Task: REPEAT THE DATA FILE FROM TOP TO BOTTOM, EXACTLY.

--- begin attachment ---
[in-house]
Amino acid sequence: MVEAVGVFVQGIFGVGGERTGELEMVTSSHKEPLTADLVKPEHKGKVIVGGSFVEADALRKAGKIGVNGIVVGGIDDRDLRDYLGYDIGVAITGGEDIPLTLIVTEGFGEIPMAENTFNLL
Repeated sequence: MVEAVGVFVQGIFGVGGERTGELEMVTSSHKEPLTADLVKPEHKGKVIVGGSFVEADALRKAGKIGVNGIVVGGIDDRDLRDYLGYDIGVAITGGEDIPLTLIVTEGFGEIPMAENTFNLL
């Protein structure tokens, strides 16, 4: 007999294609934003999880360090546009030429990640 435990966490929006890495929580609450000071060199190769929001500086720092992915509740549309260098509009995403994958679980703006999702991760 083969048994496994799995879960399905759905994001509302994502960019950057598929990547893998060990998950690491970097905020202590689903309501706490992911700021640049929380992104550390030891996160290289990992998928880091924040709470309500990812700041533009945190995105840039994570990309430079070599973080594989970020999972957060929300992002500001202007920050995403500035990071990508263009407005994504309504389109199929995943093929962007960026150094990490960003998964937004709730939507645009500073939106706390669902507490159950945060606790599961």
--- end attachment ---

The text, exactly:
[in-house]
Amino acid sequence: MVEAVGVFVQGIFGVGGERTGELEMVTSSHKEPLTADLVKPEHKGKVIVGGSFVEADALRKAGKIGVNGIVVGGIDDRDLRDYLGYDIGVAITGGEDIPLTLIVTEGFGEIPMAENTFNLL
Repeated sequence: MVEAVGVFVQGIFGVGGERTGELEMVTSSHKEPLTADLVKPEHKGKVIVGGSFVEADALRKAGKIGVNGIVVGGIDDRDLRDYLGYDIGVAITGGEDIPLTLIVTEGFGEIPMAENTFNLL
């Protein structure tokens, strides 16, 4: 007999294609934003999880360090546009030429990640 435990966490929006890495929580609450000071060199190769929001500086720092992915509740549309260098509009995403994958679980703006999702991760 083969048994496994799995879960399905759905994001509302994502960019950057598929990547893998060990998950690491970097905020202590689903309501706490992911700021640049929380992104550390030891996160290289990992998928880091924040709470309500990812700041533009945190995105840039994570990309430079070599973080594989970020999972957060929300992002500001202007920050995403500035990071990508263009407005994504309504389109199929995943093929962007960026150094990490960003998964937004709730939507645009500073939106706390669902507490159950945060606790599961």